STC’s “With Their Eyes”: Commemorating 9/11 20 Years Later

To mark the 20th anniversary of 9/11, the Stuyvesant Theater Community presented “With Their Eyes,” a monologue-based play, for their 2022 winter drama.

Reading Time: 5 minutes

Cover Image
By Francesca Nemati

In honor of the 20th anniversary of 9/11, the Stuyvesant Theater Community (STC) presented the winter drama “With Their Eyes,” produced by seniors Ava Yap and Samuel Espinal Jr. and sophomores Vanessa Chen and Eliza Oppenheimer. Due to the surge in Omicron COVID-19 cases in January, “With Their Eyes” was prerecorded in-person at the Stuyvesant theater and released for free online on January 29.

Based on the works of Anna Deavere Smith’s interview-based monologue plays, “With Their Eyes” is a collection of interviews from the Stuyvesant community on experiences during the attacks on the Twin Towers on September 11, 2001. English teacher Annie Thoms, who was the faculty advisor of STC at the time, worked with 10 cast members to interview and create a monologue-based play that was performed in 2002 as STC’s winter drama. “We envisioned it very much as an ensemble performance—a way to kind of capture the great variety of stories that existed in our community after this really traumatic event of September 11,” Thoms said. “It’s a combination of drama, oral history, and poetry.” Since the original production, STC has performed “With Their Eyes” every 10 years to mark the anniversary of the 9/11 attacks.

In this year’s show, one individual delivers a monologue on stage at a time, with a few background characters. “It creates a very powerful sense because it’s just one person on the stage. Instead of having to focus your energy and your eyes on every bunch of characters talking all at once, you just have to watch this one person exhibit all of their emotions,” Yap said.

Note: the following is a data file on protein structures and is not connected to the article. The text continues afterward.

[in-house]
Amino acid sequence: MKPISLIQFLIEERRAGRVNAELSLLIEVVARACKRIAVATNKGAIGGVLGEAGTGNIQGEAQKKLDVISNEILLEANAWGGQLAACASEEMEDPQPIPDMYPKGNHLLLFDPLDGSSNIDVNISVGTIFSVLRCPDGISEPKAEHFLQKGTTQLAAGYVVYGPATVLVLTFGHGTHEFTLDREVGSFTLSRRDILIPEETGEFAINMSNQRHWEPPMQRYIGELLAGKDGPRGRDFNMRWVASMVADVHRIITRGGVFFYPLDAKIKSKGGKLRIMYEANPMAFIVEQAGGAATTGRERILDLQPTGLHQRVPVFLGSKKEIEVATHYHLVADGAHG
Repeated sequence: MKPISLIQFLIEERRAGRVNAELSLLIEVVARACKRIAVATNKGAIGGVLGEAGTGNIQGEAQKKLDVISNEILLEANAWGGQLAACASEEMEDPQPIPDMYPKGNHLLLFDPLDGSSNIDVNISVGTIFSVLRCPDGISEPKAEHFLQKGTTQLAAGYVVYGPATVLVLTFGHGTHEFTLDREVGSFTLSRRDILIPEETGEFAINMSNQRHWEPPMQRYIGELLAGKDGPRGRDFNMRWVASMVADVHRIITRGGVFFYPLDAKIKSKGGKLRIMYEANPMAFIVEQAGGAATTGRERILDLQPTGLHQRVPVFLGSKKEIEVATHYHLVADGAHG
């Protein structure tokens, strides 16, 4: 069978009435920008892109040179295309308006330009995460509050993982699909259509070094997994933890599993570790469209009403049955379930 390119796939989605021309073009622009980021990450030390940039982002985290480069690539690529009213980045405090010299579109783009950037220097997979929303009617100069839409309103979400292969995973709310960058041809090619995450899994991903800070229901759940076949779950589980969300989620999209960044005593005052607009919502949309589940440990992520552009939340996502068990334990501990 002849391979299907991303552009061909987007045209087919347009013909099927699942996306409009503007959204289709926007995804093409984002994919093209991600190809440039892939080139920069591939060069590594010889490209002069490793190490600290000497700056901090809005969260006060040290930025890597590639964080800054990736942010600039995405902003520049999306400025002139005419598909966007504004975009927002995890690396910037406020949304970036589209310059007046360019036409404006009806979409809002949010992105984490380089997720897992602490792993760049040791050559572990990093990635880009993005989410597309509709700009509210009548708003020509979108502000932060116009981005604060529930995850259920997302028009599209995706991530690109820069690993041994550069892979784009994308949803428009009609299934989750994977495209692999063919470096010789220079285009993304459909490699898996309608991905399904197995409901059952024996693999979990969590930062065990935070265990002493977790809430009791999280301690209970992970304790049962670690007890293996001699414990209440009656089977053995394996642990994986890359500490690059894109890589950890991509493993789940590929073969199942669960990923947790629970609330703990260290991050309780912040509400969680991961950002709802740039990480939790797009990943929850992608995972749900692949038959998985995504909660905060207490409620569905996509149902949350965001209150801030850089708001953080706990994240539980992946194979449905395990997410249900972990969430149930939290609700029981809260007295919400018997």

When working with cast members, the cast directors emphasized the importance of empathy in understanding their characters. “It was a lot of ‘how can you, as a person, change your ideals to fit this other person [whom] you’re playing?’” senior and cast director Michael Borczuk said. “It was very important just because of how his personal monologues could get [...] Think about how you would feel in this moment and how that helps you understand how your character would feel in this moment.”

Freshman Adeline Sauberli, who played the two characters, Ilya Feldsherov, a Stuyvesant senior, and Haydee Sanabria, a student at P.S. M721, which was located within the Stuyvesant building, found it necessary to make conjectures to portray her characters. “There is a lot of inferring that needed to happen, and a lot of us didn't necessarily know too much about how our character would react,” Sauberli said. “[So we worked by] making leaps that made sense, educated guesses about how they would act, putting your own spin on it.”

STC built three sets—a bedroom, coffee shop, and school—to mimic the ordinary nature of the day. “A big part for us is making sure that the set was dynamic,” senior and cast director Nicole Itkin said. “What was important was making sure that we emphasize how young a lot of the people were [as] students and how normal their day had been up to the [attacks].”

Due to the surge in Omicron variant cases and school precautions, STC had to work with a shorter timeline in producing the show. “Our [art] crew had to pay the senior bar in one day, which was the result of the tech crew being delayed by five days,” Yap said. “It was this whole domino effect that led to us not having as much time as we would have wanted to.”